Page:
Sadly, those who are disinclined are also the hardest to persuade. Sometimes it’s a case of “you won’t know until you try.”

      So one possible answer to the question: Some hypothesize that an inability to be creative is the source of a great deal of neuroses and other problems (examples are in many autistic individuals). In this sense, however, “creativity” is very, very broad. Not all creativity is artistic. “Problem solving” in management is at least as creative as trying to carve a human form out of a solid piece of granite. And “creative expression” can take place in simple living-room conversation or baking in the kitchen, etc. It need not all look like something that happens in an art studio.

      I’ve said too much, I know. 😉

      Posted by Heather | July 13, 2009, 10:48 pm
      • Heather,

        This is really above my pay grade. Your comment got me to look up the ‘difference’ between art and creativity.

        Art is the process or product of deliberately arranging elements in a way that appeals to the senses or emotions. It encompasses a diverse range of human activities, creations, and modes of expression, including music and literature. The meaning of art is explored in a branch of philosophy known as aesthetics.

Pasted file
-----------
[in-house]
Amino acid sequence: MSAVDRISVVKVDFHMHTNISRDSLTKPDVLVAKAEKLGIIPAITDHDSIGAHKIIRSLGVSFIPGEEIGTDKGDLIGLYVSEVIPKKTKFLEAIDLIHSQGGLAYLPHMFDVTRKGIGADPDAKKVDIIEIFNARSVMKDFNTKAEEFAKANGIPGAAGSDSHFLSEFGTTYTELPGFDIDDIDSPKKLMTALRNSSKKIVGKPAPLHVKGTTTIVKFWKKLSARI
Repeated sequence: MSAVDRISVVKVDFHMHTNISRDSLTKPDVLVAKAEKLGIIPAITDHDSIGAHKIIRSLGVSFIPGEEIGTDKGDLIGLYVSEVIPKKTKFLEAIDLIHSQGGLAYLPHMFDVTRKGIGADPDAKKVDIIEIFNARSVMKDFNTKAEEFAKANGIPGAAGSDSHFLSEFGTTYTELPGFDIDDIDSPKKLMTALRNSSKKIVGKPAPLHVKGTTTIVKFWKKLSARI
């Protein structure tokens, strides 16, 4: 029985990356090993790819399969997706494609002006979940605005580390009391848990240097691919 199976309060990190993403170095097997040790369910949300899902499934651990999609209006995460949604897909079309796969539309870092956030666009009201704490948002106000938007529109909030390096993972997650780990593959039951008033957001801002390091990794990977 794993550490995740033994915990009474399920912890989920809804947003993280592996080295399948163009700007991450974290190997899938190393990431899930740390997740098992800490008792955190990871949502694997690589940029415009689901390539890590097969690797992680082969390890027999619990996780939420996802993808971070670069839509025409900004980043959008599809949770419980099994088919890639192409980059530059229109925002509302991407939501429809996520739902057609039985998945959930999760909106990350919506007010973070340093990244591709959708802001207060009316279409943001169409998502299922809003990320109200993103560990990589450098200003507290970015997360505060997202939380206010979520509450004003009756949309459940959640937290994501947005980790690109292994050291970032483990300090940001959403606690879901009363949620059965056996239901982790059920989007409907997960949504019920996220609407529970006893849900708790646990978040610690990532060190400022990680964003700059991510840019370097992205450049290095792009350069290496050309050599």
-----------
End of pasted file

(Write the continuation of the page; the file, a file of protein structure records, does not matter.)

Creativity is a mental and social process involving the generation of new ideas or concepts, or new associations of the creative mind between existing ideas or concepts. Creativity is fueled by the process of either conscious or unconscious insight. An alternative conception of creativeness is that it is simply the act of making something new.

        At least something to think about for a while.


        Posted by Bob Gelber | July 14, 2009, 6:54 am
  3. That’s Great, I’m in, I’ll never make to the other side anyways. Is there more chairs for those who maybe qualified?

    Posted by King Quad | July 5, 2009, 11:53 am
  4. Also, thanks for the photo of London’s mini car, keep searching for that mini horse, that would make a great blog!!

    Posted by King Quad | July 5, 2009, 11:59 am
  5. As an artist myself, I know producing art makes you and other people who see it feel different ways. People either like or hate it, everyone has their own opinion and that’s about how experienced the viewer is in analyzing the image before criticizing.

    The artist however, feels great after finishing an art piece as he wants people to see what he’s done, so Art definitely has emotional “powers” if I had to say.

    Posted by Kofi Ansah | July 7, 2009, 1:07 am
    • Kofi,

      One issue with ART is that the viewer brings their own history to the game. If the ART is good, then there is a big interaction of ‘my baggage’ with the artist’s work. That interaction can go in unpredictable directions, for the viewer and the artist both. As my wife says, it’s always “Just Another Mystery”.

      Thanks for your comments, and allowing me to share your work with others.


      Posted by Bob Gelber | July 7, 2009, 7:42 am